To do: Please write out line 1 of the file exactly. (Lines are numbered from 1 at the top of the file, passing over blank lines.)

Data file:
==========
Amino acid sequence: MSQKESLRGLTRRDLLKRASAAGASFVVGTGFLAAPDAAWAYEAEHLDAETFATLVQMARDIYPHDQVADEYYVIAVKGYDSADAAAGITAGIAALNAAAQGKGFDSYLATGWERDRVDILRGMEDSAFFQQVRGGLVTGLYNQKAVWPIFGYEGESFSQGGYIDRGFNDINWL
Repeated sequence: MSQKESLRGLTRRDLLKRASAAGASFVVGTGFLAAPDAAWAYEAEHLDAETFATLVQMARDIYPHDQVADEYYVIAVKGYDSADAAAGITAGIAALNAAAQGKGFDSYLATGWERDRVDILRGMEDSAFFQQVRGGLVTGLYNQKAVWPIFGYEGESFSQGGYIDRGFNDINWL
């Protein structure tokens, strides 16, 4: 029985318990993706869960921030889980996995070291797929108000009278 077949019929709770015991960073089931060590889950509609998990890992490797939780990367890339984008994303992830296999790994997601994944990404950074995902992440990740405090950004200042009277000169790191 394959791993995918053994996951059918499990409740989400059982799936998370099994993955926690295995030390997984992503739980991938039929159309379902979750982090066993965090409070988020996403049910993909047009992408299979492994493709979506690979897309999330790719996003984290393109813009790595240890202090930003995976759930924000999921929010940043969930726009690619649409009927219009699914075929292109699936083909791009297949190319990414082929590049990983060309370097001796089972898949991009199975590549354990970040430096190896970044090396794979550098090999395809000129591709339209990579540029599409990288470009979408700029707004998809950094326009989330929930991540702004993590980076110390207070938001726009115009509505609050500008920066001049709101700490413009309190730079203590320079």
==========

Amino acid sequence: MSQKESLRGLTRRDLLKRASAAGASFVVGTGFLAAPDAAWAYEAEHLDAETFATLVQMARDIYPHDQVADEYYVIAVKGYDSADAAAGITAGIAALNAAAQGKGFDSYLATGWERDRVDILRGMEDSAFFQQVRGGLVTGLYNQKAVWPIFGYEGESFSQGGYIDRGFNDINWL